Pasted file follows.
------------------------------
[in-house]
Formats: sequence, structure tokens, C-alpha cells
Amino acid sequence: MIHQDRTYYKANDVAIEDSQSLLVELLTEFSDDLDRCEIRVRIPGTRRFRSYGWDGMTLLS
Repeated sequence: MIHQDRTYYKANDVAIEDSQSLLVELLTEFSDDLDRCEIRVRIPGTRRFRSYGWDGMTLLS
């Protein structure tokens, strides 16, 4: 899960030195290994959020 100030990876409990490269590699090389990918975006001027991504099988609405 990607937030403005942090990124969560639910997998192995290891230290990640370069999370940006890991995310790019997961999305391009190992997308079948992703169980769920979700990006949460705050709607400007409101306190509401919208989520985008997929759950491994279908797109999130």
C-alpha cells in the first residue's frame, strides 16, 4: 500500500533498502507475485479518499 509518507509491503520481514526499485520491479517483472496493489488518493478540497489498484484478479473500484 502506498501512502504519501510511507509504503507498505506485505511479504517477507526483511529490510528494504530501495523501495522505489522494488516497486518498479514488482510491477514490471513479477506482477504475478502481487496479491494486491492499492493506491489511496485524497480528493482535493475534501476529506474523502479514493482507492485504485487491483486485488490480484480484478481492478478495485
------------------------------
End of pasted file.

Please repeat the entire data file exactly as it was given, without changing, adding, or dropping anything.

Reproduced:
[in-house]
Formats: sequence, structure tokens, C-alpha cells
Amino acid sequence: MIHQDRTYYKANDVAIEDSQSLLVELLTEFSDDLDRCEIRVRIPGTRRFRSYGWDGMTLLS
Repeated sequence: MIHQDRTYYKANDVAIEDSQSLLVELLTEFSDDLDRCEIRVRIPGTRRFRSYGWDGMTLLS
């Protein structure tokens, strides 16, 4: 899960030195290994959020 100030990876409990490269590699090389990918975006001027991504099988609405 990607937030403005942090990124969560639910997998192995290891230290990640370069999370940006890991995310790019997961999305391009190992997308079948992703169980769920979700990006949460705050709607400007409101306190509401919208989520985008997929759950491994279908797109999130």
C-alpha cells in the first residue's frame, strides 16, 4: 500500500533498502507475485479518499 509518507509491503520481514526499485520491479517483472496493489488518493478540497489498484484478479473500484 502506498501512502504519501510511507509504503507498505506485505511479504517477507526483511529490510528494504530501495523501495522505489522494488516497486518498479514488482510491477514490471513479477506482477504475478502481487496479491494486491492499492493506491489511496485524497480528493482535493475534501476529506474523502479514493482507492485504485487491483486485488490480484480484478481492478478495485